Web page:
Reinterpret the 2nd Amendment.
While we work to repeal the 2nd Amendment, we should work to limit it. Again, anti-abortion activists have pioneered a wide array of effective strategies that we can adapt. Foremost, we should embark upon a decades-long mission to appoint anti-gun Supreme Court Justices with the courage and conviction to reinterpret the 2nd Amendment. Contrary to what we have come to accept, the 2nd Amendment is neither unambiguous nor absolute. It is open to broad interpretation and less ideological Justices could legitimately overturn previous precedents as overly broad interpretations of the 2nd Amendment and conscribe gun rights in a far more socially responsible manner. We should not accept any ruling as the final word until they do.

Make it as hard to open a gun shop as it is to open an abortion clinic.
The next thing we should be doing to lessen the damage of the 2nd Amendment is to limit its application in the real world. Again, anti-Abortion activists have given us the model for aggressive activism. Anti-abortion activists targeted abortion clinics very successfully. We should use those same proven successful tactics against gun factories, gun shows, and gun shops. Appear at every city council meeting in large and vocal numbers and lobby for new zoning restrictions and multitudinous regulations to make it difficult to open or operate these businesses. There are a million bills we could get passed to make their life difficult. “Of course, you can open a gun store, we are not stopping you, but you now need walls and windows that can stop high speed armor piercing ammunition. It’s a safety issue to protect gun buyers.”

Push for laws to effectively reduce guns by restricting firearms everywhere.
In addition to lobbying for laws to make it difficult to run gun-related businesses, make it difficult for gun owners to take their gun anywhere. Establish gun-free zones and other requirements that make it impractical to carry guns. When these new laws or private sector policies are challenged, defend them vigorously. When they are blocked or overturned by courts, modify them slightly and try again. The anti-abortionists didn’t let such setbacks dissuade them from their unrelenting efforts. Even if a hundred initiatives are struck down, some will get through and in the meantime the gun lobby will have spent limited resources to defend against them.

Pressure individual gun sellers and gun manufacturers.
We should put every bit of pressure we can bring to bear upon the individual people supporting gun manufacturing, sales, and ownership. Picket, boycott, protest, publicize, shame, and even harass them to a point. We should make their every activity in support of guns an ordeal. Like anti-abortionists, we should set up cordons in front of gun stores, showing prospective customers graphic pictures of gun-torn bodies and asking them how they can contribute to this carnage by buying a gun. Remind them that this is more likely to be the fate of them or their loved ones if they keep a gun in the house. We should confront store owners and ask them how they can live with themselves for selling tools of murder. We should confront gun executives and employees in restaurants and ask them how they can work for an industry that profits from death. Expand and escalate counter-protests at every pro-gun event.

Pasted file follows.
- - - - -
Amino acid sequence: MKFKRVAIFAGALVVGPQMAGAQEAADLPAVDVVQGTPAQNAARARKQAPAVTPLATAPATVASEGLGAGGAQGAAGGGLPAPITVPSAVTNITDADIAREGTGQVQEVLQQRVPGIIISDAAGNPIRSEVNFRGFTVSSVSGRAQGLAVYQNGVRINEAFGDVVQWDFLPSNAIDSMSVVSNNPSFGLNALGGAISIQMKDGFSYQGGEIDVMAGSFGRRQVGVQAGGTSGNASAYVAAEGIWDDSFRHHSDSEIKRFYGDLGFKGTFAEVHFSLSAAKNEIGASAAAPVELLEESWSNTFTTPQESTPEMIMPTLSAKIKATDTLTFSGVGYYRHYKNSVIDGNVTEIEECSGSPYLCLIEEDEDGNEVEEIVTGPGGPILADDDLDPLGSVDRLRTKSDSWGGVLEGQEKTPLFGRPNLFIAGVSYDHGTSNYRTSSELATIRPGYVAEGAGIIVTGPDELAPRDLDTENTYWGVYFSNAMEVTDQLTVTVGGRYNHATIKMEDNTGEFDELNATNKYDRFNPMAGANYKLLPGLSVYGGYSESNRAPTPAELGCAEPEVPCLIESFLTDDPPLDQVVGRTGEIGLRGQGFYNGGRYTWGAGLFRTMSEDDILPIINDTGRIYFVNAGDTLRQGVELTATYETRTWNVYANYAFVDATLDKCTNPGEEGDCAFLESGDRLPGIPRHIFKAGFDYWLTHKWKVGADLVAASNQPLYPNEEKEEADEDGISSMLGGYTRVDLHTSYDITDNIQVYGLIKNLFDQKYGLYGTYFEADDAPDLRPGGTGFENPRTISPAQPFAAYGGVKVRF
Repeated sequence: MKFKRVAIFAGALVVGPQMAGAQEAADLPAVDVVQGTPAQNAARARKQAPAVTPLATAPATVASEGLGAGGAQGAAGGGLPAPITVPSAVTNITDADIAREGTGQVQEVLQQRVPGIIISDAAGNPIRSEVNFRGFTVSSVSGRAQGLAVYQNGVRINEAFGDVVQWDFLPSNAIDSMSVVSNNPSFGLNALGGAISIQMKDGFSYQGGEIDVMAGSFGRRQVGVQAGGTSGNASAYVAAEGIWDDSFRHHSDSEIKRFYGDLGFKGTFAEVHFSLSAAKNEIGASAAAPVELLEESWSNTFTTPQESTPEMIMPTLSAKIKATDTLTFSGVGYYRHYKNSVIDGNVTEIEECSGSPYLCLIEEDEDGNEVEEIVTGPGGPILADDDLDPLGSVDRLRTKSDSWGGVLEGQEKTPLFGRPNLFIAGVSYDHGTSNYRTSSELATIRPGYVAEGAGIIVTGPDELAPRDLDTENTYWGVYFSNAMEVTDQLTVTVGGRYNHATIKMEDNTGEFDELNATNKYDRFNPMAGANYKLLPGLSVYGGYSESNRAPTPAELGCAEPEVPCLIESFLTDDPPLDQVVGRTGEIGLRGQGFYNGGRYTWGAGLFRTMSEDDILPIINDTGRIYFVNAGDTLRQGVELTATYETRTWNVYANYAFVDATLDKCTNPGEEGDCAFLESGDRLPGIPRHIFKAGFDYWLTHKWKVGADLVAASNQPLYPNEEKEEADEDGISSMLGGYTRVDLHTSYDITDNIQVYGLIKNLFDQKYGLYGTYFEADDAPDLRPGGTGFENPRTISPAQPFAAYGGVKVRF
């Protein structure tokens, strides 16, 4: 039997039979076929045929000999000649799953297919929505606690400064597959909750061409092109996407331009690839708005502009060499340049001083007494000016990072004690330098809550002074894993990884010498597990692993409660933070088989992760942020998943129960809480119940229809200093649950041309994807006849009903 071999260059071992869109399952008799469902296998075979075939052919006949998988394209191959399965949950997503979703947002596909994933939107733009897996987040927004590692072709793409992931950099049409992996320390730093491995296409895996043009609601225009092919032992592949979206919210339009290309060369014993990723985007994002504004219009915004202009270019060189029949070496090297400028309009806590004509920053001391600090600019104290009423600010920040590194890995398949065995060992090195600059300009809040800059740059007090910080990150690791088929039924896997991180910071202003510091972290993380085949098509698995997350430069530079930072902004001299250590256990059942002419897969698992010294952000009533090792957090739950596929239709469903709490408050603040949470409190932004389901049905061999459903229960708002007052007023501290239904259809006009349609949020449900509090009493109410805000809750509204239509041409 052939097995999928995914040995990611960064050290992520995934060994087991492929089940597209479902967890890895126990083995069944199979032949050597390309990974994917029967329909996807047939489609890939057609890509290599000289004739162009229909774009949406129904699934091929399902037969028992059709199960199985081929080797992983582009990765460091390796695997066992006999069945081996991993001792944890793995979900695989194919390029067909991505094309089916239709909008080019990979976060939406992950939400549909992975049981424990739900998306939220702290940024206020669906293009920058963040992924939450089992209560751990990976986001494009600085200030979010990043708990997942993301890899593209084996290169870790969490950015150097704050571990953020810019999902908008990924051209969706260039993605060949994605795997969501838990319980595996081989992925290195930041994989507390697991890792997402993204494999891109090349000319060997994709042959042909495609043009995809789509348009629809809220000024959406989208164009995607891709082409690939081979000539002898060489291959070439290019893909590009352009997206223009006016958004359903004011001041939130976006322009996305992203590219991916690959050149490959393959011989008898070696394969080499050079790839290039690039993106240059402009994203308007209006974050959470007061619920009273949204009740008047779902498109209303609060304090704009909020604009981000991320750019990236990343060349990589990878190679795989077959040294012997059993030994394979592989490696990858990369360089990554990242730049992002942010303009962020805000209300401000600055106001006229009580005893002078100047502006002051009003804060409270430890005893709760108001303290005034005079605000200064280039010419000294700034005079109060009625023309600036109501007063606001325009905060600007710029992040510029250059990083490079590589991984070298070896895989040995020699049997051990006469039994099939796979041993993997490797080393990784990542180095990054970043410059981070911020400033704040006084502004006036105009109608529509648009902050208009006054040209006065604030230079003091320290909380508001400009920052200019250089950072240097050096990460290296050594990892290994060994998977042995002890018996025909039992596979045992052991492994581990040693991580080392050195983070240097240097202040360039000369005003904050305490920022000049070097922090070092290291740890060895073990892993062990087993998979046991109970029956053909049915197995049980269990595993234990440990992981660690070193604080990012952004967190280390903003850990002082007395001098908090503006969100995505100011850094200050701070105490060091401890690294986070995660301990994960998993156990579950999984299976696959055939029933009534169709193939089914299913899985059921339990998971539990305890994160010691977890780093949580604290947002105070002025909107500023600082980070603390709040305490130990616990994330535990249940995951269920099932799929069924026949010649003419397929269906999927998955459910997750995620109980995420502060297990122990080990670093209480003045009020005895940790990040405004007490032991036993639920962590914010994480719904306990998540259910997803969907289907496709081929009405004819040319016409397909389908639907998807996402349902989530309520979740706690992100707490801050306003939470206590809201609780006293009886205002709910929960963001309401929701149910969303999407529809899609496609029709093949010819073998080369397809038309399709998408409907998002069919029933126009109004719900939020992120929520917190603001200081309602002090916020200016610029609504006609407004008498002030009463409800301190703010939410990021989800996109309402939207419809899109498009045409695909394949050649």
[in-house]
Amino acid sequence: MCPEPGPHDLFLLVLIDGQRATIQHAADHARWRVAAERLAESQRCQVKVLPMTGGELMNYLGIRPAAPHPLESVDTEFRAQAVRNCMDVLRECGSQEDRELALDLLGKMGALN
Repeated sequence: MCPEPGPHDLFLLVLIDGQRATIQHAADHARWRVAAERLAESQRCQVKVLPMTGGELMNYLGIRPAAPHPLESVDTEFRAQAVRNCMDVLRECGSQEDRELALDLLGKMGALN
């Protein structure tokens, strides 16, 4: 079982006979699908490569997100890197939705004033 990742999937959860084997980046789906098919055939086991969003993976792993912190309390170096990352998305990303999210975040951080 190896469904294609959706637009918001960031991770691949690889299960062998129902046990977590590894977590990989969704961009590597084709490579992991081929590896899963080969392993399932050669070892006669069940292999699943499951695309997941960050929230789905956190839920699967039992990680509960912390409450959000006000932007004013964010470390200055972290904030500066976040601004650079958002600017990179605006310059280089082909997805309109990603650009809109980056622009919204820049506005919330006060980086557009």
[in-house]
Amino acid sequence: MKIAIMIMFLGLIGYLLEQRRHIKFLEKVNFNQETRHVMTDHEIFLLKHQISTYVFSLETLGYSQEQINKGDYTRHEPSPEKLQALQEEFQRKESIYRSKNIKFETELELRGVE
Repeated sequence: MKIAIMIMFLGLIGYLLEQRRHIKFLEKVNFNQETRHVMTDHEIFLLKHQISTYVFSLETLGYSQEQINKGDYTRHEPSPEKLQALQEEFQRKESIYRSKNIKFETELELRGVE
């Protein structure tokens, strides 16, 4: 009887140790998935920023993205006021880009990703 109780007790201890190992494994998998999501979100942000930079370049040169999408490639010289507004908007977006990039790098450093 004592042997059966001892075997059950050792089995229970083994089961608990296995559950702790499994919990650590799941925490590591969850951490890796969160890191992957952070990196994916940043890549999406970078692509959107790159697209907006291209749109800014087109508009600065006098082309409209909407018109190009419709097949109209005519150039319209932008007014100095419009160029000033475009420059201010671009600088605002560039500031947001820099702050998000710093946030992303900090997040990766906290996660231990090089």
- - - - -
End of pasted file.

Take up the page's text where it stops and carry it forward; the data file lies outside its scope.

Be willing to show graphic gun violence.
Television and movies, no matter how graphic, do not do justice to the real horrors of gun violence. We need to be less squeamish about confronting people with that horror, through both words and images. For many on both sides, a personal, visceral experience is all that will move them to action or cause them to really consider the harm that guns cause.

Push for laws to increase liability and lawsuits.
We need to stop taking “the gun industry is protected from lawsuits” as an insurmountable barrier. We need to renew our efforts to overturn such protections and, in the meantime, bring legal action, finding creative cause to challenge and test every possible variation in court. At the same time, we need to use each of these opportunities to make our case to the court of public opinion.

Wage Performative Protests
Follow the model of The Satantic Temple in pushing back against religious extremism and hold performative events to make gun rights supporters uncomfortable with their own policies and behaviors. Give them a taste of how they would feel if the “wrong” people in their view brandished guns. Establish groups like Blacks for Gun Freedom, Gays for Gun Rights, and Machine Gun Moms for Choice and flood gun open carry zones and Hobby Lobby with people in paramilitary gear brandishing guns. Imagine a huge presence of Drag Queens for Guns Everywhere at CPAC or a force of mock Muslim Fighters raising up fake AK-47s and shouting “2nd Amendment! 2nd Amendment!” at gun rallies. Of course this must be very well organized and obvious toy weapons are enough to make the point. But the Satanic temple has shown how this kind of smart performance pushback can be very effective to force the other side to reconsider whether they really want everyone <else> to exercise the rights they are advocating.